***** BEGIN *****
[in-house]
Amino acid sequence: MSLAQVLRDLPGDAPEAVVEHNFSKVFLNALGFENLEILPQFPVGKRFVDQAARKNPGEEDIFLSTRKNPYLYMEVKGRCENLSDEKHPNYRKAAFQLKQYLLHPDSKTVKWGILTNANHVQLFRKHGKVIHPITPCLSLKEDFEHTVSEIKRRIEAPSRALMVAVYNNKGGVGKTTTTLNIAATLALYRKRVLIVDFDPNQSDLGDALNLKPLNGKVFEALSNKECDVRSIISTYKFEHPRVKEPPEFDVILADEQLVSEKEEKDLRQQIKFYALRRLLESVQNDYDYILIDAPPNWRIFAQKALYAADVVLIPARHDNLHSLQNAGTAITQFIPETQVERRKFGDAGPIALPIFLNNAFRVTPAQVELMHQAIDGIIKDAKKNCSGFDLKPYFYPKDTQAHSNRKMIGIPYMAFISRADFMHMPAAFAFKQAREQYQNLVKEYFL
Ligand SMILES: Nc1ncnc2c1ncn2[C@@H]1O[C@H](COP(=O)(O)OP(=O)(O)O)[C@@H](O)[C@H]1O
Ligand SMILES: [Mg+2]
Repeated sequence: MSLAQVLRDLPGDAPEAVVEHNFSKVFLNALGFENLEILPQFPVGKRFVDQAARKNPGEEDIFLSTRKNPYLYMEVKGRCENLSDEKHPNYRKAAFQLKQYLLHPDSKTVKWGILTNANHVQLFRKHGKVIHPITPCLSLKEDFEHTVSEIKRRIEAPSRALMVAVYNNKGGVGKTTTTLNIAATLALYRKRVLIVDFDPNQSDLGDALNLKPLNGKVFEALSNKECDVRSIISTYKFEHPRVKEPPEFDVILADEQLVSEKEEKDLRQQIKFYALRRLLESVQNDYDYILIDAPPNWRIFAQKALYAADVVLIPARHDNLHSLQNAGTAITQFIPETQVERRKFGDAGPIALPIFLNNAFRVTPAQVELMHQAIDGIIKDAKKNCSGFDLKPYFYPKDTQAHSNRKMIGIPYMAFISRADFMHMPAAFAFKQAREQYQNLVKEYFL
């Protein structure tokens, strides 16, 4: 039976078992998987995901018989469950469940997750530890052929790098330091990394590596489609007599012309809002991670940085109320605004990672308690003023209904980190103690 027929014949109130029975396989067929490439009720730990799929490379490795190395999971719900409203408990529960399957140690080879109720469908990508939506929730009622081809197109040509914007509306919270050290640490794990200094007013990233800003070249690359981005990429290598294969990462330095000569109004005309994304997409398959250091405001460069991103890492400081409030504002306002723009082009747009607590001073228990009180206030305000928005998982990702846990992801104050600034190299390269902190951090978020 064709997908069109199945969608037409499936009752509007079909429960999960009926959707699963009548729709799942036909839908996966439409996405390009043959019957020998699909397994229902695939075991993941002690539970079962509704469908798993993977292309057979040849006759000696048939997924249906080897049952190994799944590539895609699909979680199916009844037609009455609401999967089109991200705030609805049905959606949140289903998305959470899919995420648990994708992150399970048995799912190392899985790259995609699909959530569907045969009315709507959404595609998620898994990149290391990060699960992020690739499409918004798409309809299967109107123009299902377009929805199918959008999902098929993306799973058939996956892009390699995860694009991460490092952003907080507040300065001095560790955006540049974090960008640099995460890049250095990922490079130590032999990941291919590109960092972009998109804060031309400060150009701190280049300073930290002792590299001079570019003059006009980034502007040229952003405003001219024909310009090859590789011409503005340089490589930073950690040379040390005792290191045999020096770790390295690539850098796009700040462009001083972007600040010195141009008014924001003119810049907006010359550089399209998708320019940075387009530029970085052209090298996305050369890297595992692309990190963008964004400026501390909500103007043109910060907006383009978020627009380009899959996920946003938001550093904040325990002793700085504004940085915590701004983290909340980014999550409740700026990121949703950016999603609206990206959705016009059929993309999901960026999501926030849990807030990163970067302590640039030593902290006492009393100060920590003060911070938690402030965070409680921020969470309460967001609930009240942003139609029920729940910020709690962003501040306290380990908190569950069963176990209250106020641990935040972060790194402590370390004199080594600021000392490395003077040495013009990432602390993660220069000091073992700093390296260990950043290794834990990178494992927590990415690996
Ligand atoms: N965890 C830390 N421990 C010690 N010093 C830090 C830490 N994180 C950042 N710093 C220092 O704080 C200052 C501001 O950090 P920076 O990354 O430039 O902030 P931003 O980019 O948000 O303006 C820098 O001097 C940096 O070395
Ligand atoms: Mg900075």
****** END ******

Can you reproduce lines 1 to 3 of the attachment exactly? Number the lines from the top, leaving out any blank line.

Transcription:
[in-house]
Amino acid sequence: MSLAQVLRDLPGDAPEAVVEHNFSKVFLNALGFENLEILPQFPVGKRFVDQAARKNPGEEDIFLSTRKNPYLYMEVKGRCENLSDEKHPNYRKAAFQLKQYLLHPDSKTVKWGILTNANHVQLFRKHGKVIHPITPCLSLKEDFEHTVSEIKRRIEAPSRALMVAVYNNKGGVGKTTTTLNIAATLALYRKRVLIVDFDPNQSDLGDALNLKPLNGKVFEALSNKECDVRSIISTYKFEHPRVKEPPEFDVILADEQLVSEKEEKDLRQQIKFYALRRLLESVQNDYDYILIDAPPNWRIFAQKALYAADVVLIPARHDNLHSLQNAGTAITQFIPETQVERRKFGDAGPIALPIFLNNAFRVTPAQVELMHQAIDGIIKDAKKNCSGFDLKPYFYPKDTQAHSNRKMIGIPYMAFISRADFMHMPAAFAFKQAREQYQNLVKEYFL
Ligand SMILES: Nc1ncnc2c1ncn2[C@@H]1O[C@H](COP(=O)(O)OP(=O)(O)O)[C@@H](O)[C@H]1O